Tuberculosis treatment monitoring tests during routine practice: study design guidance

Emily Lai-Ho MacLean, Alexandra J. Zimmer, Saskia den Boon, Ankur Gupta-Wright, Daniela M. Cirillo, Frank Cobelens, Stephen H. Gillespie, Payam Nahid, Patrick P. Phillips, Morten Ruhwald, Claudia M. Denkinger*

*Corresponding author for this work

Research output: Contribution to journalArticlepeer-review

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The current tools for tuberculosis (TB) treatment monitoring, smear microscopy and culture, cannot accurately predict poor treatment outcomes. Research into new TB treatment monitoring tools (TMT) is growing, but data are unreliable. In this document, we aim to provide guidance for studies investigating and evaluating TB TMT for use during routine clinical care. Here, a TB TMT would guide treatment during the course of therapy, rather test for cure at the regimen’s end. This document does not cover the use of TB TMTs as surrogate endpoints in the clinical trial context.


Guidelines were initially informed by experiences during a systematic review of TB TMTs. Subsequently, a small content expert group was consulted for feedback on initial recommendations. After revision, feedback from substantive experts across sectors was sought.

Questions addressed by the guideline and Recommendations

The proposed considerations and recommendations for studies evaluating TB TMTs for use during treatment in routine clinical care fall into eight domains. We provide specific recommendations regarding study design and recruitment; outcome definitions; reference standards; participant follow-up; clinical setting; study population; treatment regimen reporting; and index tests and data presentation. Overall, TB TMTs should be evaluated in a manner similar to diagnostic tests, but TB TMT accuracy must be assessed at multiple timepoints throughout the treatment course, and TB TMTs should be evaluated in study populations who have already received a diagnosis of TB. Study design and outcome definitions must be aligned with the developmental phase of the TB TMT under evaluation. There is no gold standard for TB treatment response, so different reference standards and comparator tests have been proposed, the selection of which will vary depending on the developmental phase of the TMT under assessment. The use of comparator tests can assist in generating evidence. Clarity is required when reporting of timepoints, TMT read-outs, and analysis results.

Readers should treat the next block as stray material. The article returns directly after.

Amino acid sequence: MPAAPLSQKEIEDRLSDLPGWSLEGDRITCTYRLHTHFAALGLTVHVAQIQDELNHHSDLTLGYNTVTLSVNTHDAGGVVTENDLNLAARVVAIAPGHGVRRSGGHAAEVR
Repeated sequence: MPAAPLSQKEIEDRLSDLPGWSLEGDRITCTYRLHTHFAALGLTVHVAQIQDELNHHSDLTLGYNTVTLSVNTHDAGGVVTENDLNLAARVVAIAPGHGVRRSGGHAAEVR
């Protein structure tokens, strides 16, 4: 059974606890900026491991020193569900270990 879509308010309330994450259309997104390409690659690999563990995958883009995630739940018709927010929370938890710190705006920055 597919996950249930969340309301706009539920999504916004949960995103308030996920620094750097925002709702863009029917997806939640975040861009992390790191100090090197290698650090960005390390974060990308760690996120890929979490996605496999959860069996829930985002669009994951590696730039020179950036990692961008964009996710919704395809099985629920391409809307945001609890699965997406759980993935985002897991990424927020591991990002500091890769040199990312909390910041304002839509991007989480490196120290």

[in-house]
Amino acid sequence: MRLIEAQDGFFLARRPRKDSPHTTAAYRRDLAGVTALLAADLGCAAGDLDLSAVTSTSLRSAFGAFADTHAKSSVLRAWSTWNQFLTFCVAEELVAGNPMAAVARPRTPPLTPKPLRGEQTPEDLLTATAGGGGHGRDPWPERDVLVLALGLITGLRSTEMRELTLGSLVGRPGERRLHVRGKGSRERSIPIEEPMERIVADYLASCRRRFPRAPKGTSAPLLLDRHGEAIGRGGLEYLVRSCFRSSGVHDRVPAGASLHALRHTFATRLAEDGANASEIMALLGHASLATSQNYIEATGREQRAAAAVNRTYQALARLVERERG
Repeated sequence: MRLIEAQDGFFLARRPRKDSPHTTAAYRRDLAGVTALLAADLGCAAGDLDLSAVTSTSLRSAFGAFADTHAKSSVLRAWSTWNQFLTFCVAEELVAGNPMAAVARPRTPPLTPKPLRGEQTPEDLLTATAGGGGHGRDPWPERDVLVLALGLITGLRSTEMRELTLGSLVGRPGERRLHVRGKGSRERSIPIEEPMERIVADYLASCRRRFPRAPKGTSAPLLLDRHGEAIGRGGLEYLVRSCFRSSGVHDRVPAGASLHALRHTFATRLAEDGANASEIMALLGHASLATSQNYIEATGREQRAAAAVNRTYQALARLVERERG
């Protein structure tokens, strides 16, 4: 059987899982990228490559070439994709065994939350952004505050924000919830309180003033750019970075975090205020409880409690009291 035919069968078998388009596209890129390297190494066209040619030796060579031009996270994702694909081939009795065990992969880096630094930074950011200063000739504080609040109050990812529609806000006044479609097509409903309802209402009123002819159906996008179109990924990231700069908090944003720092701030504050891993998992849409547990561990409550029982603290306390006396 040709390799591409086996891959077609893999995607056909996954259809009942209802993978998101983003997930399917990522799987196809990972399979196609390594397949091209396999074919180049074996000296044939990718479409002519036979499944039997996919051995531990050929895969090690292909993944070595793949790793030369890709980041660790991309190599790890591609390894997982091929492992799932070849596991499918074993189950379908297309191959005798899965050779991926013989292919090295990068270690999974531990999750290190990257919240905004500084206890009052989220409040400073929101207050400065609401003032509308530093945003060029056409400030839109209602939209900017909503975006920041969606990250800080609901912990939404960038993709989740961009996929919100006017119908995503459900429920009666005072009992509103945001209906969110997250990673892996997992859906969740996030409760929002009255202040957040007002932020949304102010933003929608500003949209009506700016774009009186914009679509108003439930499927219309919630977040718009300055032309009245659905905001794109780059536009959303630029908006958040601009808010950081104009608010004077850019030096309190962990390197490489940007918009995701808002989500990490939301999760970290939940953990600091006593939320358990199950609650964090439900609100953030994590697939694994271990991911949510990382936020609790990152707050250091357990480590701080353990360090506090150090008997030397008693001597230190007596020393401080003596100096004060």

Implementing these recommendations will lead to higher quality TB TMT studies which will allow data to be meaningfully compared, thereby facilitating the development of novel tools to guide individual TB therapy and improve treatment outcomes.

Original languageEnglish
Pages (from-to)481-488
Number of pages8
JournalClinical Microbiology and Infection
Issue number4
Early online date19 Mar 2024
Publication statusPublished - 1 Apr 2024


  • Tuberculosis
  • Treatment monitoring
  • Policy
  • Diagnosis
  • Biomarker
  • International Organisations
  • World Health Organisation
  • Testing
  • Study design
  • Recommendations
  • Reporting


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